public transit

Metro-North Service Reduced Due to Decreased Ridership

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The MTA is scaling back on some of its services, including trips on the Metro-North New Haven line, due to a decrease in ridership and fewer train crews being available during the coronavirus outbreak, agency officials said Tuesday.

Despite the strains on the system, the MTA will be offering what it's calling an essential service plan to ensure essential workers, such as those in healthcare and first responders, can still get to work during the outbreak.

Chairman and CEO Patrick Foye said Tuesday that ridership has sunk to never-before-seen lows. Metro-North use is down as much as 94%.

According to Chief Operating Officer Mario Peloquin, starting on March 27, Metro-North 's New Haven line will be operating hourly trains, with more frequent trips during peak hours so essential employees can get to work. Service will be reduced on weekends.

The MTA has closed all Metro-North and LIRR ticket counters. Riders can purchase their fare at ticket vending machines or the MTA eTix app.

There are also significant reductions and changes to the MTA's subway and bus services. For full details, click here.

The agency has already stepped up cleaning and sanitizing efforts across the system. They also have medical personnel working at key centers to screen staff to ensure workers are not showing symptoms, to keep operations running.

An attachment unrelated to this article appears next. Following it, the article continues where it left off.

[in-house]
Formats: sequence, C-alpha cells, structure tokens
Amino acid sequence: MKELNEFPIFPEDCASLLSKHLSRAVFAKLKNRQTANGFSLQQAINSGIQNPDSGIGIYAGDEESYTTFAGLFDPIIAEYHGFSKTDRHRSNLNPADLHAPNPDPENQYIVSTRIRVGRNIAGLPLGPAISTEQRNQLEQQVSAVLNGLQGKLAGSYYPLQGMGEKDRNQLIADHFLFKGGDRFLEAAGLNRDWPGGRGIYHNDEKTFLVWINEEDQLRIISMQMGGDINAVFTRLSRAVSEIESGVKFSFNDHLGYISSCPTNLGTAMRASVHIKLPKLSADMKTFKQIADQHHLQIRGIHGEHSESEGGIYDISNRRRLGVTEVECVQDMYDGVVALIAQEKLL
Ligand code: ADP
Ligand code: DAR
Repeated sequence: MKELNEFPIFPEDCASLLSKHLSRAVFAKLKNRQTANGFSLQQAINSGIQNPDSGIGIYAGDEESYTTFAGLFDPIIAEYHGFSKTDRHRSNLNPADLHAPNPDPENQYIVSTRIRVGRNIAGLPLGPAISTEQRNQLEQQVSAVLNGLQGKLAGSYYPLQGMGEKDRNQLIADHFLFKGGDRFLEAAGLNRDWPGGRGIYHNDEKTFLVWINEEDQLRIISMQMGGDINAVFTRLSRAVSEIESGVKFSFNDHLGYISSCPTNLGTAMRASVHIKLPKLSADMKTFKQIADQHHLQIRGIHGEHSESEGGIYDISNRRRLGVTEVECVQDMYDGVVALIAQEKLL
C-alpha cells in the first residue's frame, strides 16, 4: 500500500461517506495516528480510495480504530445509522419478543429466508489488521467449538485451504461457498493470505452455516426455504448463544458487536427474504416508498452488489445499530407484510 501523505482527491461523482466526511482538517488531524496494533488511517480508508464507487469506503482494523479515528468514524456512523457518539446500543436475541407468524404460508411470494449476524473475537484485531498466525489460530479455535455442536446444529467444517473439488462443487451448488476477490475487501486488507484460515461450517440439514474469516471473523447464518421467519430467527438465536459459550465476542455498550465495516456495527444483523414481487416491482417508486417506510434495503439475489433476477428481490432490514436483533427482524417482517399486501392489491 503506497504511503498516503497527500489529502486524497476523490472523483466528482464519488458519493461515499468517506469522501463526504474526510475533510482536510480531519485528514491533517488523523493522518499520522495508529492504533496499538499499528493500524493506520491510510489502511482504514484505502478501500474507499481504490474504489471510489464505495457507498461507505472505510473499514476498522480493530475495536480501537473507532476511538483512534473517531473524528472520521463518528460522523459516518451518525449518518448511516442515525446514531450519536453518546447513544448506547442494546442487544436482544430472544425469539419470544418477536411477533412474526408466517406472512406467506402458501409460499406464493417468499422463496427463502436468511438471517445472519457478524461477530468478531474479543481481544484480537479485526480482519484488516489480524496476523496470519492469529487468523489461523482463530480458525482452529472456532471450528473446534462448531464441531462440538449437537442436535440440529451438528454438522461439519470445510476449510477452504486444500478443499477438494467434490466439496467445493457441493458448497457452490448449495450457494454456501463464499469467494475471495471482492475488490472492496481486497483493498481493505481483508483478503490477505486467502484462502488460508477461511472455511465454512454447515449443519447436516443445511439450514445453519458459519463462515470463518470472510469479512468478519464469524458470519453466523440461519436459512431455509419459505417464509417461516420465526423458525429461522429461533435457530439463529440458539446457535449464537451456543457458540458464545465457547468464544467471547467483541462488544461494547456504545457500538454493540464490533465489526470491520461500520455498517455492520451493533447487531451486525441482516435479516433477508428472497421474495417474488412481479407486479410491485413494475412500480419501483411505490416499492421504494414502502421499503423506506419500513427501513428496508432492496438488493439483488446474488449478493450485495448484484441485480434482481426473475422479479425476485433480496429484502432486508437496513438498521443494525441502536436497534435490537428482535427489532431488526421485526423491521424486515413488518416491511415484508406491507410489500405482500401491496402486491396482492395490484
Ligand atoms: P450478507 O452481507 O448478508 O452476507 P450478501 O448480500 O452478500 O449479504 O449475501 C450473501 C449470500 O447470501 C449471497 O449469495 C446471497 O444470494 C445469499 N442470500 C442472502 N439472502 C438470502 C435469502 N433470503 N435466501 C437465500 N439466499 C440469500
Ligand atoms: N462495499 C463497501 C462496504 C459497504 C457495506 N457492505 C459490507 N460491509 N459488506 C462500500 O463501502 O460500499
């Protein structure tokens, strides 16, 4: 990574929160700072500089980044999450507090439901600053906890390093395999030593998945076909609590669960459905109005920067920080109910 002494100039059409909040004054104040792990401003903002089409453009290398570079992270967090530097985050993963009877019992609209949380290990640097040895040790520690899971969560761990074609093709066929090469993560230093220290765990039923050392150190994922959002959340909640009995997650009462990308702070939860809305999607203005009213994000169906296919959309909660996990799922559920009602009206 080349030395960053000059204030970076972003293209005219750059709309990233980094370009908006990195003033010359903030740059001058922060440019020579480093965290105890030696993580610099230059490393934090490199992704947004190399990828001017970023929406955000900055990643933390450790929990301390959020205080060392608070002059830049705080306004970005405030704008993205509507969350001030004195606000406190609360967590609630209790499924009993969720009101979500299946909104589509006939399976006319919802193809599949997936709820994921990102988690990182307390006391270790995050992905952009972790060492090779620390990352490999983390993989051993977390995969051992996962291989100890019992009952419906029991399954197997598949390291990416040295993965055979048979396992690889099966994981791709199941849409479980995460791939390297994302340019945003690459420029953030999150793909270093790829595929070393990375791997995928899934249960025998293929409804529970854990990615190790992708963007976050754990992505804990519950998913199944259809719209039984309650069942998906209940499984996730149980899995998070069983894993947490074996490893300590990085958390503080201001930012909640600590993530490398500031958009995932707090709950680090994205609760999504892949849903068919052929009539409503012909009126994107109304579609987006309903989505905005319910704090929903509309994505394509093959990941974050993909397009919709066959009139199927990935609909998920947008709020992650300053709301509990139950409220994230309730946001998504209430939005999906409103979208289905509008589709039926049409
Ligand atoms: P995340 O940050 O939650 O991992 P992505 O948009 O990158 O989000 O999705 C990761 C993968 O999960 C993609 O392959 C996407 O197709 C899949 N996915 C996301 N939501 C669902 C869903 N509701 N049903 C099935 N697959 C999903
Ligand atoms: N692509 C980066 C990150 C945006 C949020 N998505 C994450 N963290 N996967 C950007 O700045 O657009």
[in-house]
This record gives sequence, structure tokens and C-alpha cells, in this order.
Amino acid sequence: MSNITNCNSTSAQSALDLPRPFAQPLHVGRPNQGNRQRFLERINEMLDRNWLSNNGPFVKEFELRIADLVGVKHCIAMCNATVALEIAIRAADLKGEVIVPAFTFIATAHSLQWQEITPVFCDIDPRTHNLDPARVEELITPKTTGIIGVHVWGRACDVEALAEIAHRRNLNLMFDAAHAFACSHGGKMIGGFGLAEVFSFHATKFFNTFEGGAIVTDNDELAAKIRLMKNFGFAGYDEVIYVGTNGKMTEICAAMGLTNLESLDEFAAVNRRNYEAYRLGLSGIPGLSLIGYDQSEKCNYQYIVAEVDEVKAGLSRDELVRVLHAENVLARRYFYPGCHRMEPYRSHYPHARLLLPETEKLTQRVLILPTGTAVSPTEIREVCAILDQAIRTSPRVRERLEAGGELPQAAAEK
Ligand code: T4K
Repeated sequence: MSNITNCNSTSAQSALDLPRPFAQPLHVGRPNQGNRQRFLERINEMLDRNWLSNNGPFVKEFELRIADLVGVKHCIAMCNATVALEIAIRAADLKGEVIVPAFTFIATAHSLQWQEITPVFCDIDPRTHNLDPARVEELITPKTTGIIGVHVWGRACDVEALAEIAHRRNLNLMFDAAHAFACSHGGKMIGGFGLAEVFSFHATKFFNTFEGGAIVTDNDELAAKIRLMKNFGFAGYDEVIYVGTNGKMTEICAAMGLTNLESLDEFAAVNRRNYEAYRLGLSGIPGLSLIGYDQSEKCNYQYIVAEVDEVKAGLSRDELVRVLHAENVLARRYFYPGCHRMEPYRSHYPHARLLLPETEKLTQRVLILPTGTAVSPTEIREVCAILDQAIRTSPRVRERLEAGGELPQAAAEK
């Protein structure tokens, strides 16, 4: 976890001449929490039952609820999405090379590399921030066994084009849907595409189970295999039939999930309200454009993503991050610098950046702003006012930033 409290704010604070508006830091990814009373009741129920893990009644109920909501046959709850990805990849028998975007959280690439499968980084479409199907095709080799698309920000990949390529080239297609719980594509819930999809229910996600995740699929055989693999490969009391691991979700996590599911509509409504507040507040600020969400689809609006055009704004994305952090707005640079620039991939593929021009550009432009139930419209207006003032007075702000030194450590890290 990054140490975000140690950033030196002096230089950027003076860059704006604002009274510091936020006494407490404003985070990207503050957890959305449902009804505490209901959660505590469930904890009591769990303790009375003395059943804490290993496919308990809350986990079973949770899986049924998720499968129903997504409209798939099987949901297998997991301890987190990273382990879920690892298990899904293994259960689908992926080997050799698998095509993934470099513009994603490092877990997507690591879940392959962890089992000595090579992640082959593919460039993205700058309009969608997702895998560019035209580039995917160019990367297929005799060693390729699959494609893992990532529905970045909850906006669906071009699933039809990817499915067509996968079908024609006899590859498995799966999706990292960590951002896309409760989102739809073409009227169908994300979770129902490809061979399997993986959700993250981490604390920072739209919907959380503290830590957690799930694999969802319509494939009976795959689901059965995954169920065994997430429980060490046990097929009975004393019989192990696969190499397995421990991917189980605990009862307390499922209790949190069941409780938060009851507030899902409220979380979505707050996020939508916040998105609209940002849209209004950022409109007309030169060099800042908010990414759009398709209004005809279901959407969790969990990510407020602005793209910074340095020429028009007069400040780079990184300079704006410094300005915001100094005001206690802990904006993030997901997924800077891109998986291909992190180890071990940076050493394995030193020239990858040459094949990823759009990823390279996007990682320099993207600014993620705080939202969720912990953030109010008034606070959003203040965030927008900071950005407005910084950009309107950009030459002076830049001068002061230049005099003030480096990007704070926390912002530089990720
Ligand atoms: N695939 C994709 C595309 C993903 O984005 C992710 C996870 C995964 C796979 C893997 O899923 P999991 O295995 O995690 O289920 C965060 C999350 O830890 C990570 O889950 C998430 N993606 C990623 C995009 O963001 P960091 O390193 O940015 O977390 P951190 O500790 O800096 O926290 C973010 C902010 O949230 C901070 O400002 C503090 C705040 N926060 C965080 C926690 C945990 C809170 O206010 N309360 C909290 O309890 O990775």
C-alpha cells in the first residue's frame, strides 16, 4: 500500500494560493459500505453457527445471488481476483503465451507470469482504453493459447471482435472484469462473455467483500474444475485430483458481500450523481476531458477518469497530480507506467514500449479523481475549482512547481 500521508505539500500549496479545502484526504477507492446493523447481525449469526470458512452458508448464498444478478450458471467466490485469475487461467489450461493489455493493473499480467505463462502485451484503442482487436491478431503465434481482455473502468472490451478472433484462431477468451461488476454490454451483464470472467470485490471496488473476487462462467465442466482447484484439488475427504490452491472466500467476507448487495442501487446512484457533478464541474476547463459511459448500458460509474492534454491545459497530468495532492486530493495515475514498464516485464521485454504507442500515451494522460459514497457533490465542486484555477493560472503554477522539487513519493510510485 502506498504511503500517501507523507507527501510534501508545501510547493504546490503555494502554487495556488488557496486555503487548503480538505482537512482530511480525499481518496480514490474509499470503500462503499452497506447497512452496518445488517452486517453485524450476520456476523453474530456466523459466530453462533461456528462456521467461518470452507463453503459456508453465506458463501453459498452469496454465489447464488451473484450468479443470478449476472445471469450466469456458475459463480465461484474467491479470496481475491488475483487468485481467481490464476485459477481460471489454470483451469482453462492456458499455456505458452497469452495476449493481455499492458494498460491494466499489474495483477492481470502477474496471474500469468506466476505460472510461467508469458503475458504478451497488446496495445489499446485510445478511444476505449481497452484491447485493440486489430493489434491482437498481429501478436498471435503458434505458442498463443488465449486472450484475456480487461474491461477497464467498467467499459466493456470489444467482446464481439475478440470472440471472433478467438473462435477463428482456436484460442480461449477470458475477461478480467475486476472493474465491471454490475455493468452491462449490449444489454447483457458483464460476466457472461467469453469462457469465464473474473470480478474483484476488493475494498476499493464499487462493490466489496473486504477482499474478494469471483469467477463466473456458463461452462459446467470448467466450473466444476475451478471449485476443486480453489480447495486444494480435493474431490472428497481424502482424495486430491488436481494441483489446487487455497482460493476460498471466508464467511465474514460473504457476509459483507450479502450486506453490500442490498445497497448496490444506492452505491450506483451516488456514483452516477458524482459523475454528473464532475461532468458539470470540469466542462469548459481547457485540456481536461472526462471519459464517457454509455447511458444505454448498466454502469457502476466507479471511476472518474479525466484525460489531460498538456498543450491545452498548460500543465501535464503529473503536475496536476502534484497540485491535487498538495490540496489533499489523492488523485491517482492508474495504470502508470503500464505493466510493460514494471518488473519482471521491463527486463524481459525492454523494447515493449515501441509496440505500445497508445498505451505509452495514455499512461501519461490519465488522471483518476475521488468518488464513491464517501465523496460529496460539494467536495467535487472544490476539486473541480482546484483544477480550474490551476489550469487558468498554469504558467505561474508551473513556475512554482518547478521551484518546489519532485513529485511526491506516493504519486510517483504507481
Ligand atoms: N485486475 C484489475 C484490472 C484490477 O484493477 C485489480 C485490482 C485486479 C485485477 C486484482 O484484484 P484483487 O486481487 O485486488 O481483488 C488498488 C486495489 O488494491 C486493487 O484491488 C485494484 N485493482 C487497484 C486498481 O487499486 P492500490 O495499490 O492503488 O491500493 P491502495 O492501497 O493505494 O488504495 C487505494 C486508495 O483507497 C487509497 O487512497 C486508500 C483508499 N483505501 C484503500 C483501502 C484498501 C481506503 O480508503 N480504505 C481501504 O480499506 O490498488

Officials stressed that anyone who can stay home, should stay home, and those who cannot should practice social distancing as much as possible.

New York City has become an epicenter of the coronavirus outbreak in the U.S. On Tuesday federal officials said that anyone who recently visited the city should self-quarantine for 14 days as a precaution.

New York state saw its case total hit 25,665 by Tuesday as the death toll climbed to 210. New York City has more than 14,900 cases alone, adding another 2,500 overnight as its death toll surged to at least 131. The five boroughs now account for 60 percent of the state's total and about 35 percent of all cases in America. The governor warns it is expected to get even worse.

In Connecticut, 618 people have tested positive for COVID-19, and 12 people have died.

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